Give Carbine some credit, because the studio correctly predicted that a model wherein you could buy subscription time for in-game money would work. But not so much credit, because it worked for World of Warcraft, not WildStar. This felt like a compromise model to fix the known problem that free-to-play was the wave of the future while still trying to whisper “but subscriptions will work for us.”
Then again, maybe it could have worked if the game hadn’t had so many issues it looked like an old-style comic book store. We’ll never know now.
6. Hellgate: London and the online offline game
Hey, look what’s back in the news again! Hellgate: London had an oddly prescient idea of a game that was both a single-player offline game and a big sprawling multiplayer game; it just had no idea how to pull that off in terms of business models, server support, game development, or anything else. And so it got flubbed badly.
Now, however, we have both Grand Theft Auto Online and Diablo III to serve as examples of how this particular sort of style can work. And we have Hellgate shambling back to life every couple of years. That part isn’t related to guessing wrong about the future; it’s just weird.
7. Runes of Magic and big-budget free-to-play
I remember that when I first started working in this field, Runes of Magic was the first of a hip new vanguard of big-budget free-to-play titles that gave you everything you’d see in big MMO productions but for free. That was going to be the wave of the future. And, in its defense, the developers were entirely right about that being the future; they just didn’t guess that the real change was going to be every title being free-to-play.
That… will kind of kill you right out of the gate if your selling point is “Blizzard-like quality, but we’re free” and suddenly everyone else is also free. It wasn’t an error of timing or even a failure to guess the future correctly, just being a little too late to get a critical mass before everything changed.
8. Aion and East/West co-design
Back when Aion was still fresh and new, one of its big points of advertising was that this was a game to marry both Korean design sensibilities with American design approaches. It would be a game that merged the DNA of both styles and produced the perfect game for a worldwide audience!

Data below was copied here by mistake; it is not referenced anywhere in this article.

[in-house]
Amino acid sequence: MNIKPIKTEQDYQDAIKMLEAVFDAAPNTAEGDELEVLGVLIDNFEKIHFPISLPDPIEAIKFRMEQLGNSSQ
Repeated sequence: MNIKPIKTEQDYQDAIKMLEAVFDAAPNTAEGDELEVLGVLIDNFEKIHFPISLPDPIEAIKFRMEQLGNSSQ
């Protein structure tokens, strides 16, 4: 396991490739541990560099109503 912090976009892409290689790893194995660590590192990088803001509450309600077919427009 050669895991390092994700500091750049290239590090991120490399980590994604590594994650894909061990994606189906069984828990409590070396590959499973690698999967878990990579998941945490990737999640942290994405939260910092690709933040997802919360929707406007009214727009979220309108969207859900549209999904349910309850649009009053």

And we did get a game that merged design sensibilities and enjoys popularity in both Eastern locales and Western ones. It’s Final Fantasy XIV. Aion… did not manage to pull that off, and has had a number of other issues that have not really relented. It does not appear to have been the wave of the future.
9. Albion Online and mobile-only
This is one of my favorite bits. See, the developers of Albion Online were absolutely certain that everything was going to be mobile, the game was developed for mobile, and its mobile nature was a big selling point. Unfortunately, this was another case of aiming at the wrong target; it turned out that both Albion’s playerbase and gaming as a whole did not feature a complete shift to mobile.
But the developers noticed that in time and pulled back. The game is out now, and it’s doing all right for itself without the stigma of having been planned as a mobile title. Yes, it predicted the future incorrectly, but the future-facing gimmick of the title wasn’t all it had; when that turned out to be wrong, there was the opportunity to course-correct.
10. Radical Heights and the future where people wanted to play Radical Heights
All right, you could argue that this was a bad guess about the present, but I’ll go ahead and categorize it as a bad guess about the very immediate future. Before, you know, there was no future to guess about.